I've just finished reading Evgeny Morozov's To Save Everything, Click Here (2013), which is something of a rant against what he calls "technological solutionism", or what I might otherwise call "techno-utopianism". Morozov is against a lot of things — so many and in such wide variety that it's hard to know what he is actually for — but one of them is technological systems designed to encourage or coerce good behaviour. Being a researcher in information security, the entire purpose of which might be said to be to coerce behaviour, I felt this idea required closer examination.
Morozov fears that deploying technological and psychological tools (he seems to find Richard Thaler and Cass Sunstein's Nudge (2007) at least as disagreeable as techno-utopians) that affect behaviour might rob humans of their moral responsibilities. Not only might such systems deprive humans of the ability to engage in civil disobedience, he imagines, but they might cause our moral sense to wither away altogether from lack of any opportunity to apply it.
Thaler and Sunstein themselves offer what I think is the most devastating critique of this line of reasoning: the designers of any system, technological or otherwise, cannot choose not to choose. The designer(s) of a system can make various things more or less difficult, or more or less prominent, or more or less valued, and so on, but they cannot design a system with no design. (And refusing to design anything is just accepting whatever choices are embodied in the status quo.)
Deep down, Morozov probably knows this, and he does make a few suggestion as to how he thinks certain systems might be improved. But what about the danger that our moral senses will atrophy through lack of exercise?
I heard a similar thought expressed in regards to digital rights management during a seminar in about 2009. The speaker (whose name I forget) told us that certain critics of digital rights management claim that it inhibits the moral expression of media users by not allowing them to decide for themselves whether or not to obey copyright law. This might sound noble enough, the speaker noted, but pointed out that not many of us worry that the locks on our doors might inhibit the moral expression of burglars. Most people really do want to inhibit moral expressions that they deem harmful; they just disagree over what is harmful, or what is the most effective way of dealing with any particular harmful expression.
In any case, I was recently wondering if establishing a prohibition might exercise our moral sense just as much (or even more than) not establishing one. When confronted with a rule that I don't understand, I ask: why does this rule exist? The answer may enlighten me about the point of view of the person who made the rule, or may cause me to suggest an improvement to the rule. Perhaps this is my engineering brain trying to figure out how things work. But I generally only feel comfortable with breaking the rule if I've consciously determined it to be bad one, or me to be in an exceptional situation.
No one is likely to advocate establishing prohibitions on everything just to make people think harder before they do something. But nor is anyone likely to advocate removing all rules in order to provide everyone with the opportunity to think about the same. For a start, what guarantee is there that they will think about whatever moral principles might be at stake? And what if someone (such as a burglar) exercises his or her freedom to impose rules on other people?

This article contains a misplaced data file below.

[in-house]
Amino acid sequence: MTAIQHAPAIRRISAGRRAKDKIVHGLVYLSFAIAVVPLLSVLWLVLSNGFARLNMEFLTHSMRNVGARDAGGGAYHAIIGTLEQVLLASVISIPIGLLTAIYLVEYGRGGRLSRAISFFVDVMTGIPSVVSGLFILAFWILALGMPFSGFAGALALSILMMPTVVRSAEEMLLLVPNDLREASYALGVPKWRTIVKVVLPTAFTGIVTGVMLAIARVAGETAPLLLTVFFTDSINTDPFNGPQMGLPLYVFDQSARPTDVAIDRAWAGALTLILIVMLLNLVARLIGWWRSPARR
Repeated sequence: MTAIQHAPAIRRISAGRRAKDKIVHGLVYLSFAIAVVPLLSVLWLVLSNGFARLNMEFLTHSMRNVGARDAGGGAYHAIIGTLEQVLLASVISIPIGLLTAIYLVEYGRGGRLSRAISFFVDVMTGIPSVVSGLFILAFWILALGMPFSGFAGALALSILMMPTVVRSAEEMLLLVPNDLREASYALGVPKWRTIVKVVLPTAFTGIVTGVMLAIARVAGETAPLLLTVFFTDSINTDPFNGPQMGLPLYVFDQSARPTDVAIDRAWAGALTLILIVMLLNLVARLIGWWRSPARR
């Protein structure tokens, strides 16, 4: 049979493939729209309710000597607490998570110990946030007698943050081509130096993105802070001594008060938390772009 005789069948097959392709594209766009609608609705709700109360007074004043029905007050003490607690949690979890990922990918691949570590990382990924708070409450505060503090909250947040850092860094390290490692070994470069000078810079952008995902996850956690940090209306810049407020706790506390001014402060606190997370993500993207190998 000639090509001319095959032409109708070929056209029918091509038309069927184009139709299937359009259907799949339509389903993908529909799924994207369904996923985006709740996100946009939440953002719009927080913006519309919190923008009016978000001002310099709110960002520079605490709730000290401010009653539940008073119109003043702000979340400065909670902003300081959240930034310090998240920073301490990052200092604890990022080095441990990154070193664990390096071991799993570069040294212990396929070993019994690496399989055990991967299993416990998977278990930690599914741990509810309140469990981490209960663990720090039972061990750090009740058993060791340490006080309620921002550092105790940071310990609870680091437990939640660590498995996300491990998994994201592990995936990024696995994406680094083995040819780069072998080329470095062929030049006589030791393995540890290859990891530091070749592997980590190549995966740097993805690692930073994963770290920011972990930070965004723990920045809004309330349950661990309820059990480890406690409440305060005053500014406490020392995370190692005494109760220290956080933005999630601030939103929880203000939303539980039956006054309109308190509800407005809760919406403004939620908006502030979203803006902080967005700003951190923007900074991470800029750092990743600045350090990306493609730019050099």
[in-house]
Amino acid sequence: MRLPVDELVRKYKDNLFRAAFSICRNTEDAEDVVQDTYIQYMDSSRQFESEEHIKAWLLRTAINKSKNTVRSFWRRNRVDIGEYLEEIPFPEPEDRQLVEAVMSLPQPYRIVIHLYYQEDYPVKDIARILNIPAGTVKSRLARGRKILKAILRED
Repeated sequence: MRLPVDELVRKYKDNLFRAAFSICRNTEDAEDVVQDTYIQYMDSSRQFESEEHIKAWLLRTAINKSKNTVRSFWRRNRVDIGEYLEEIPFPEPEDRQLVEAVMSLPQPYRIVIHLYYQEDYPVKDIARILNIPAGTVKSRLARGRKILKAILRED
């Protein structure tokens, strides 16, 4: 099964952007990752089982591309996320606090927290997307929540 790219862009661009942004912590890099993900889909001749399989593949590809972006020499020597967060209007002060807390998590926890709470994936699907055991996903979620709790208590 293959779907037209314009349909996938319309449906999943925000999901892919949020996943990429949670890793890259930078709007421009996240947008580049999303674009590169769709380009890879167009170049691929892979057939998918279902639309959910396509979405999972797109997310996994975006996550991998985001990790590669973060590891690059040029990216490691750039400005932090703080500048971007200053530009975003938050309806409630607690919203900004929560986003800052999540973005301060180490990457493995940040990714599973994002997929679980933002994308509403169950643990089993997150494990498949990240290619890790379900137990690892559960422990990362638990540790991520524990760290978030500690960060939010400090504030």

A better answer is that we need to think when we design the system, which is surely what any good engineer or lawmaker strives to do. There are numerous examples of designers getting it wrong — but also many examples of designers getting it right, or at least better than not doing anything at all. Because refusing to design anything is surely abandoning our moral sense just as thoroughly as unthinking submission to someone else's design.
Shortly before I hit the "publish" button on my previous entry, I read through the November 2014 issue of APC Magazine (yes, in October). The feature article, How to Hack Everything (p. 29 ff.), espoused a view aligned with mine in that it encouraged computer owners to put in the effort required to understand and customise their devices, but also quite different in that such hacking was promoted with "unlock extra features, better performance and more with these hardware secrets". Customisations of the latter sort are of great interest to computer technologists — especially when it got to learning "how Wi-Fi and the Web are hacked" with packet sniffers, cross-site scripting and the like — but surely of little direct interest to anyone else.
This is all to be expected from a magazine whose main business is reviewing and investigating computer technology for readers with a high level of technical expertise. But it did cause me to pause before I published my entry, add "Part 1" to the title, and make a note to come back for a "Part 2" that contrasted the hacker's view of customisation with what I was imagining.
For APC and others wanting to assert the more mythologised meaning of the word, "hacking" is about understanding computer technology and bending it to one's will, more or less for its own sake. The goal of APC's hacks, for example, include overclocking CPUs, installing software on WiFi routers, and automating one's "online life" to no clear purpose.
Some of these, such as obtaining root access to smartphones, may be precursors to achieving something that is (or perhaps should be) of interest to ordinary people. I recently installed CyanogenMOD, for example, in order to remove the numerous applications that my phone's manufacturer had pre-installed on my phone, but for which I have no use. Surely no one (apart from a phone manufacturer, I suppose) would say that such a situation is ideal: the folks who produced CyanogenMOD, and people who use it, need to employ a deep understanding of computer technology in order to achieve something that anyone can do using the standard install/de-install facility of a desktop operating system. (In fact, while searching for the reasons that phone manufacturers install these applications in the first place, I discovered that South Korea has recently issued guidelines forcing manufacturers to make almost all apps removable, which may do more for ordinary users than any amount of hacking.)
So all this may be a means to an end, even if it's an awkward one used only because better means aren't available. (This is actually the sense in which I most often use the word "hack" in describing a piece of engineering.) But what is the end? Understanding how technology works is a fine thing for engineers, and I'm sure no one would complain if others understood something of it as well. But people ultimately build technology to be used, not merely to be understood.
With this in mind, I can refine my concept of "critical computing" to be concerned primarily with the use of technology rather than its construction. Hacking of the APC sort isn't incompatible with this, and is perhaps even complementary. But I don't expect that there will ever be a day in which we all build our own hardware and software, any more than we build our own cars and bridges. We can nonetheless think about how we choose and use the technology that engineers make available to us: do we blindly pick up the latest product and join the latest web site, or do we think through what we want from our devices and how to best achieve it?